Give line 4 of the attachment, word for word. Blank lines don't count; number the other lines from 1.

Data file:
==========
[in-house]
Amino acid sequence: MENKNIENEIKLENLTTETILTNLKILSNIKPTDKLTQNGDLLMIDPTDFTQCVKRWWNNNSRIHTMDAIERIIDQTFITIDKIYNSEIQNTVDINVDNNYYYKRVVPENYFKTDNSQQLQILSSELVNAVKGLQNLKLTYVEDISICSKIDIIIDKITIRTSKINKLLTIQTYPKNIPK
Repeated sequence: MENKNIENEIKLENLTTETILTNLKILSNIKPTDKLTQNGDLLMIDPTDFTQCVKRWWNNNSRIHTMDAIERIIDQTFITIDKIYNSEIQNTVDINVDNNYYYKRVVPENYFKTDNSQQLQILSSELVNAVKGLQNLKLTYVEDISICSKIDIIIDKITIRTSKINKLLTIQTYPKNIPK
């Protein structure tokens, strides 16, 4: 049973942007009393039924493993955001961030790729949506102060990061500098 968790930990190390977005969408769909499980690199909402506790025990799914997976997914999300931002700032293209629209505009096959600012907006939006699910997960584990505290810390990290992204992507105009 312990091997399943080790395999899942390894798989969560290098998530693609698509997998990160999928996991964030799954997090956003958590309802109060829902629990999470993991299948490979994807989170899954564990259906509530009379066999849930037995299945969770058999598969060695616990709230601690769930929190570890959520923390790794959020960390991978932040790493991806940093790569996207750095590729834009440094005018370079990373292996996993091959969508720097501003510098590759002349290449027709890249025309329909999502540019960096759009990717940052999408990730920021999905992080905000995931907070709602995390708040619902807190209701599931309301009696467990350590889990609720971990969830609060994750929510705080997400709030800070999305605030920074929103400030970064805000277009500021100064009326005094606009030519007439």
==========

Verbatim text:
């Protein structure tokens, strides 16, 4: 049973942007009393039924493993955001961030790729949506102060990061500098 968790930990190390977005969408769909499980690199909402506790025990799914997976997914999300931002700032293209629209505009096959600012907006939006699910997960584990505290810390990290992204992507105009 312990091997399943080790395999899942390894798989969560290098998530693609698509997998990160999928996991964030799954997090956003958590309802109060829902629990999470993991299948490979994807989170899954564990259906509530009379066999849930037995299945969770058999598969060695616990709230601690769930929190570890959520923390790794959020960390991978932040790493991806940093790569996207750095590729834009440094005018370079990373292996996993091959969508720097501003510098590759002349290449027709890249025309329909999502540019960096759009990717940052999408990730920021999905992080905000995931907070709602995390708040619902807190209701599931309301009696467990350590889990609720971990969830609060994750929510705080997400709030800070999305605030920074929103400030970064805000277009500021100064009326005094606009030519007439």